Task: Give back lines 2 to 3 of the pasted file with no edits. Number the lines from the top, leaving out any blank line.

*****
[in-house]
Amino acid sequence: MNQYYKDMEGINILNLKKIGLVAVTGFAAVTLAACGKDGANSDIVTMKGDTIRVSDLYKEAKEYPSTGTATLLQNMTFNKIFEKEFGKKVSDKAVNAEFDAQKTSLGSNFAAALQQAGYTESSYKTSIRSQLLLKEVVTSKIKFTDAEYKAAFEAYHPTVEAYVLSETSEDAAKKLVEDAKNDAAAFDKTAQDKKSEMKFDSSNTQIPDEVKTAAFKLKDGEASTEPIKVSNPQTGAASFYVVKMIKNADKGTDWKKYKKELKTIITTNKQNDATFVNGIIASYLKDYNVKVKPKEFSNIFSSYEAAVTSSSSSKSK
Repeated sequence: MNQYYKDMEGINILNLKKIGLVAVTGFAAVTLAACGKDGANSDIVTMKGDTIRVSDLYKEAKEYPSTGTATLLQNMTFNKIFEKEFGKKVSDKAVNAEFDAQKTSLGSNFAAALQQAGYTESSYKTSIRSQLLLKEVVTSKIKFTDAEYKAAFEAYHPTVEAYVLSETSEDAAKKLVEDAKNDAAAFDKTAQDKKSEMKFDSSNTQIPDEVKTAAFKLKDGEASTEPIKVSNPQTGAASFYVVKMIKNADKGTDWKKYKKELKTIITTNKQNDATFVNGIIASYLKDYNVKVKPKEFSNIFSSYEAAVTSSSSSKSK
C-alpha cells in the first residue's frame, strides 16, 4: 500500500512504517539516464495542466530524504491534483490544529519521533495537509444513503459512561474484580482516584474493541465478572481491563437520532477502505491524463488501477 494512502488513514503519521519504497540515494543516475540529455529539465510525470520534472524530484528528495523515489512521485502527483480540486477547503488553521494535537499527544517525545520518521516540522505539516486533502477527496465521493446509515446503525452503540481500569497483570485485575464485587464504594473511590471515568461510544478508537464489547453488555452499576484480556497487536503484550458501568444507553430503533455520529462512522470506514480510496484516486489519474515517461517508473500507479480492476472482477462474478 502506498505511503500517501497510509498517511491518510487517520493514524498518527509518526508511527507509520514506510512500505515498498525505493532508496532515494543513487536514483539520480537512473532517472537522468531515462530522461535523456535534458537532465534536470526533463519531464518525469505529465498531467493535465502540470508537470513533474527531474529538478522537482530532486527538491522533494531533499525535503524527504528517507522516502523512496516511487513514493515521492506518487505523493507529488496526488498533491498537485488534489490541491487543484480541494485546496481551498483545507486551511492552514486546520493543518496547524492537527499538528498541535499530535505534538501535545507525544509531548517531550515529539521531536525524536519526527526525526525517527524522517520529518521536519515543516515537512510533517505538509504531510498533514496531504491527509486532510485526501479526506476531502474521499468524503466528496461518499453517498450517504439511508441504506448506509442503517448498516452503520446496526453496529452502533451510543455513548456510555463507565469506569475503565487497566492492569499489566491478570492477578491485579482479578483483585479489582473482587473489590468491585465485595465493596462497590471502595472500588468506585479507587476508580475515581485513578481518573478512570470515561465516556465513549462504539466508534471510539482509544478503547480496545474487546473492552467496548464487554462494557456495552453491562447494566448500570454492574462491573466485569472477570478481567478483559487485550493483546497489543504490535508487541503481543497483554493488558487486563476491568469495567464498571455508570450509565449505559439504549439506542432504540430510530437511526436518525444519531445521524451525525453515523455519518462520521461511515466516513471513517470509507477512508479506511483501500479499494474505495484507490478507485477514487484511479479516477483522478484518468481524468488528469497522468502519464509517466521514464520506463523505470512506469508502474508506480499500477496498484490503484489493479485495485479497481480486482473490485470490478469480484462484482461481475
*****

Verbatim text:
Amino acid sequence: MNQYYKDMEGINILNLKKIGLVAVTGFAAVTLAACGKDGANSDIVTMKGDTIRVSDLYKEAKEYPSTGTATLLQNMTFNKIFEKEFGKKVSDKAVNAEFDAQKTSLGSNFAAALQQAGYTESSYKTSIRSQLLLKEVVTSKIKFTDAEYKAAFEAYHPTVEAYVLSETSEDAAKKLVEDAKNDAAAFDKTAQDKKSEMKFDSSNTQIPDEVKTAAFKLKDGEASTEPIKVSNPQTGAASFYVVKMIKNADKGTDWKKYKKELKTIITTNKQNDATFVNGIIASYLKDYNVKVKPKEFSNIFSSYEAAVTSSSSSKSK
Repeated sequence: MNQYYKDMEGINILNLKKIGLVAVTGFAAVTLAACGKDGANSDIVTMKGDTIRVSDLYKEAKEYPSTGTATLLQNMTFNKIFEKEFGKKVSDKAVNAEFDAQKTSLGSNFAAALQQAGYTESSYKTSIRSQLLLKEVVTSKIKFTDAEYKAAFEAYHPTVEAYVLSETSEDAAKKLVEDAKNDAAAFDKTAQDKKSEMKFDSSNTQIPDEVKTAAFKLKDGEASTEPIKVSNPQTGAASFYVVKMIKNADKGTDWKKYKKELKTIITTNKQNDATFVNGIIASYLKDYNVKVKPKEFSNIFSSYEAAVTSSSSSKSK